It would take them at least a month just to arrive at Everest.  With its porters and mules, the expedition left Darjeeling and crossed the Jelep La, a high mountain pass into Tibet.  Before they reached Kampa Dzong they were all suffering from acute stomach trouble, in particular Kellas who was unable to walk or ride, so he was carried by porters in a chair.   To his companions Kellas kept up a cheerful demeanour, so it was with immense shock that, on 5th June, they learned that he had died. 

With his experience and knowledge, his modesty and his good humour, Kellas had won the respect of all the expedition members.  His loss was deeply felt, not least by four Sherpas who had been with him on previous expeditions, and whom he had persuaded to climb with him again.  Mallory wrote:  “It was an extraordinarily affecting little ceremony burying Kellas on a stony hillside… I shan’t easily forget the four boys, his own trained mountainmen, children of nature, seated in wonder on a great stone while Bury read out the passage from the Corinthians…”  The Sherpas wove a beautiful wreath of flowers and laid it on his grave. 

Mallory was so moved by Kellas’s death that when he and Guy Bullock climbed an unnamed mountain later in the expedition, he wanted to call it Mount Kellas.  The Mount Everest Committee disliked the practice of naming mountains after people, and refused his request;  nevertheless, the team was successful in naming another summit in his honour (Kellas Rock Peak, 23,190 feet).  The awful irony is that the names of Mallory and Andrew ‘Sandy’ Irvine would be inscribed alongside that of Alexander Kellas on a memorial cairn at the Rongbuk Glacier, after the 1924 expedition in which Mallory and Irvine died.

What might have happened if Kellas had lived?  He would certainly have made a significant contribution to the Reconnaissance Expedition;  after his death, none of the other team members fully understood how to operate the oxygen equipment, and as a result it was barely used.  A year later, in 1922, during the first official bid to reach the summit of Everest, Kellas’s experience of climbing in the Himalayas would have been invaluable.  He might even have attempted to reach the summit himself.  In 1927, John Noel wrote:  “I, who knew Kellas well, believe that if he had not died, Everest would have been conquered by now, and by nothing other than this - the combination of Kellas’s Himalayan knowledge and Mallory’s dash.”  (‘Through Tibet to Everest’, 1927)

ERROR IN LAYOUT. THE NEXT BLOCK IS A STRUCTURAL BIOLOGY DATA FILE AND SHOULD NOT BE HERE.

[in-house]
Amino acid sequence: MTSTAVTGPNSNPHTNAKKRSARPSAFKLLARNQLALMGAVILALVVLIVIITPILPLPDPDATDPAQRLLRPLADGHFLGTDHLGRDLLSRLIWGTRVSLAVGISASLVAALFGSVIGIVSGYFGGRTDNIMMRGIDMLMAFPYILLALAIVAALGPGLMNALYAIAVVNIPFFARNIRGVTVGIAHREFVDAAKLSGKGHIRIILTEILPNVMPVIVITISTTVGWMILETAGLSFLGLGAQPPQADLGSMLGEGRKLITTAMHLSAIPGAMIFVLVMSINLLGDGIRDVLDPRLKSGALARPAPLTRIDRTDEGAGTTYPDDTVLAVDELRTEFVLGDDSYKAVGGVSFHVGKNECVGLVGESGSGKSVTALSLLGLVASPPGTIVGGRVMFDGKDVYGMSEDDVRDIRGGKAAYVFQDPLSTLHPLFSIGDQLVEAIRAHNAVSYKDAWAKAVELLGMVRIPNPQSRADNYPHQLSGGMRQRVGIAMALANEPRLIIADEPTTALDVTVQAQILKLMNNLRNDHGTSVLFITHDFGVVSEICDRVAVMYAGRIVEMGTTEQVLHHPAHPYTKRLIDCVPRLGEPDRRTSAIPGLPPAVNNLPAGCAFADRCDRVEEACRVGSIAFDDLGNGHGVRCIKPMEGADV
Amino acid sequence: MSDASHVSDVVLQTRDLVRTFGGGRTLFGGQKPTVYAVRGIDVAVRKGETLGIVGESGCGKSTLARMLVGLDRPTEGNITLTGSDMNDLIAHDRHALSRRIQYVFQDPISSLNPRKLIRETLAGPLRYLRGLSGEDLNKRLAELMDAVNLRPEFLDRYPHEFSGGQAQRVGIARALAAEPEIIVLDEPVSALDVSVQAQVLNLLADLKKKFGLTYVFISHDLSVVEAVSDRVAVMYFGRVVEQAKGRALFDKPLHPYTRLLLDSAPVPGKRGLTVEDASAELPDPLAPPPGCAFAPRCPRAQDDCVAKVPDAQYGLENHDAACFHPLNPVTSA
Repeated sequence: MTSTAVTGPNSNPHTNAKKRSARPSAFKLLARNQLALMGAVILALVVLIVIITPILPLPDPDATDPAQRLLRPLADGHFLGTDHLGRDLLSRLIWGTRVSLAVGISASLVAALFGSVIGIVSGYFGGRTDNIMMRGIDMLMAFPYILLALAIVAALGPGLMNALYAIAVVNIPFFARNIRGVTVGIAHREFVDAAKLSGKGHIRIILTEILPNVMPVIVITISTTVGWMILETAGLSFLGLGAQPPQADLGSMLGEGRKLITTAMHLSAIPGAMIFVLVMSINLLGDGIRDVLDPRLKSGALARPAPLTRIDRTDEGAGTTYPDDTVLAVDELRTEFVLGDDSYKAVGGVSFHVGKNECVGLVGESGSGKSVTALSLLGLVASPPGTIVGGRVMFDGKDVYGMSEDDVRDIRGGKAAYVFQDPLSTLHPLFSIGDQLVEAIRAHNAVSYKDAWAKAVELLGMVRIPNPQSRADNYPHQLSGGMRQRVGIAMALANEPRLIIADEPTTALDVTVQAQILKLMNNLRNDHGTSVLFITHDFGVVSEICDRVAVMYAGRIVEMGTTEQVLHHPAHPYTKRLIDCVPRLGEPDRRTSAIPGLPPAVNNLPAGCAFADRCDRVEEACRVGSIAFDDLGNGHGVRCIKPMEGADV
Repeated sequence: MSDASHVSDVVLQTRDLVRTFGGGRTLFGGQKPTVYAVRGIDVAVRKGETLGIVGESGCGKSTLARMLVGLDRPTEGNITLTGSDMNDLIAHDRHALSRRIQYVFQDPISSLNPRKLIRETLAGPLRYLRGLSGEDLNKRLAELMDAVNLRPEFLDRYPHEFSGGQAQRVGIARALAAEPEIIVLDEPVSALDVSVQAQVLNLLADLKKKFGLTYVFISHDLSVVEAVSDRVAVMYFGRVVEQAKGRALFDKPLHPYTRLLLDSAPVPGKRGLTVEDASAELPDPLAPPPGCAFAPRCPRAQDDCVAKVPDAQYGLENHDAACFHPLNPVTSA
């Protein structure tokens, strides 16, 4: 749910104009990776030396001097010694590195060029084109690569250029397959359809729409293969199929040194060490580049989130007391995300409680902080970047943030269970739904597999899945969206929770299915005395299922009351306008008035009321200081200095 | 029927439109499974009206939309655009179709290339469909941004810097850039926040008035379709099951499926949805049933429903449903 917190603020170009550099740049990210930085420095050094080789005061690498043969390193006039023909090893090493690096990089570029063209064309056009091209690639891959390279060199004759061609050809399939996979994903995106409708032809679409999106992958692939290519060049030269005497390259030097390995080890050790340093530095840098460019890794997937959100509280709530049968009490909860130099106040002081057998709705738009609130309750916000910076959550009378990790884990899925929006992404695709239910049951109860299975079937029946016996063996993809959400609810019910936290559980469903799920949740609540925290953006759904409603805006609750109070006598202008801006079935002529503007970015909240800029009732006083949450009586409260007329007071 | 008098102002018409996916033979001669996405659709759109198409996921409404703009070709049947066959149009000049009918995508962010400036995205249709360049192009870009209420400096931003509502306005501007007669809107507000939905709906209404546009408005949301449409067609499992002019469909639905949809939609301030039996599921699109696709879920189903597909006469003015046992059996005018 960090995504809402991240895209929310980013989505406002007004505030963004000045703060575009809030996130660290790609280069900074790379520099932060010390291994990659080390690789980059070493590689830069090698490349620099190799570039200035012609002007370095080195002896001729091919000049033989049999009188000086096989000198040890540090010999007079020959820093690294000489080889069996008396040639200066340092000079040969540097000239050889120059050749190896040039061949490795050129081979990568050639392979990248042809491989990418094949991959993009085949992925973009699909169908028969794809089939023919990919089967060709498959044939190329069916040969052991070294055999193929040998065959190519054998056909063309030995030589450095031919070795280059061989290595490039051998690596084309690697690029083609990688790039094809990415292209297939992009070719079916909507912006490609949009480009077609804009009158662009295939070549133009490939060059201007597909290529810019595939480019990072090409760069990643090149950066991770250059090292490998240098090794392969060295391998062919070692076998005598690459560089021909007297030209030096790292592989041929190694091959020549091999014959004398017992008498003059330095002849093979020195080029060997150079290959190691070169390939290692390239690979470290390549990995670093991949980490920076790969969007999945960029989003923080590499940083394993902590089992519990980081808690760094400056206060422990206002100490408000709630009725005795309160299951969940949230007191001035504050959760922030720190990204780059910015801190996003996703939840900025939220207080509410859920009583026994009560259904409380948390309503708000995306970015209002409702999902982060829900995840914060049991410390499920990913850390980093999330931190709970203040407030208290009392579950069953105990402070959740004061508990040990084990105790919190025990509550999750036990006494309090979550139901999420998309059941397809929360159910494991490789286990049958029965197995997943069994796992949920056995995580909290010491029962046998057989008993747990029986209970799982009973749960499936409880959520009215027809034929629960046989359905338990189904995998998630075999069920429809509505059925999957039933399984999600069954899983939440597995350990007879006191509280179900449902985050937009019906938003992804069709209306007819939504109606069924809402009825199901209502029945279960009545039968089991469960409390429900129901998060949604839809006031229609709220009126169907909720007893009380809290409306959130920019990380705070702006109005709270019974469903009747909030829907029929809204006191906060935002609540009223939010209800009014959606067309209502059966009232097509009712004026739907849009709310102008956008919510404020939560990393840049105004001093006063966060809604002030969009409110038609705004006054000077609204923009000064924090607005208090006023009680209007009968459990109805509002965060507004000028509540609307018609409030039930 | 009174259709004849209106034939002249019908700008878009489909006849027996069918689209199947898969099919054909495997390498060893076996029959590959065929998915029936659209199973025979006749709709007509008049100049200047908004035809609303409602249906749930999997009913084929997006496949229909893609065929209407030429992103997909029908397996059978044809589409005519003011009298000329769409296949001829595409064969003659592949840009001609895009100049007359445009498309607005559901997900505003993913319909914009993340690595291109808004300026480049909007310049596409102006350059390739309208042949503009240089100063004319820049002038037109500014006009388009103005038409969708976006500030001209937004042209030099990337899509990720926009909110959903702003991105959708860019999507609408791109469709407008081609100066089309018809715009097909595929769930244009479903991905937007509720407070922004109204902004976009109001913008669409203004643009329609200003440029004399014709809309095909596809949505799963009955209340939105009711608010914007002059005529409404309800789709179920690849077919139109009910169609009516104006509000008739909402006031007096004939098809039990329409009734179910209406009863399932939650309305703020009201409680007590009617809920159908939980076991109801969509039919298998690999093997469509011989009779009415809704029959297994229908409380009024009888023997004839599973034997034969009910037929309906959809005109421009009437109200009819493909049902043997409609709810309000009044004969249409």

It doesn’t seem as if Kellas had any personal connection with RSGS.  It is evident, however, from reading newspaper reports of Mallory’s lectures about the Reconnaissance Expedition, that Kellas was well known to RSGS members, especially in Aberdeen, where his loss was sorely felt.   Opening his lecture to RSGS in February 1922, Mallory said that Kellas was “not only a delightful and helpful companion, but a very experienced mountaineer, of rare enthusiasm, and one whose services could not possibly be replaced in the party.”  (Aberdeen Free Press, 9 February 1922).

Throughout his life, Kellas was unaware that he held the summit height record by climbing Pauhunri, along with two Sherpas called Sona and Tuny.  This record was held for several years after his death.  

The modern spelling of Kangchenjhau is Khangchengyao;  Chumiumo is Chomo Yummo.

Reference, quotes and further reading:

Ian R Mitchell and George W Rodway, ‘Prelude to Everest’ (2011)

Peter and Leni Gillman, ‘The Wildest Dream’ (2000)

John Noel, ‘Through Tibet to Everest’ (1927)

John B West, ‘A M Kellas: Pioneer Himalayan Physiologist and Mountaineer’, The Alpine Journal (1989)

Alexander Kellas, ‘A Consideration of the Possibility of Ascending Mount Everest’, Alpine Congress (1920)

Alexander Kellas, Letter to A Landsborough Thomson, 20th Nov 1919

“The most modest man that ever travelled the Himalaya” - quote about Kellas by climber Geoffrey Bruce.


With many thanks to David L Walker for additional information



1921 Everest Reconnaissance Expedition.  Standing (left to right):  Sandy Wollaston, Charles Howard-Bury, Alexander Heron, Harold Raeburn.  Seated: George Mallory, Oliver Wheeler, Guy Bullock, Henry Morshead.  The photograph was taken after Kellas’s death.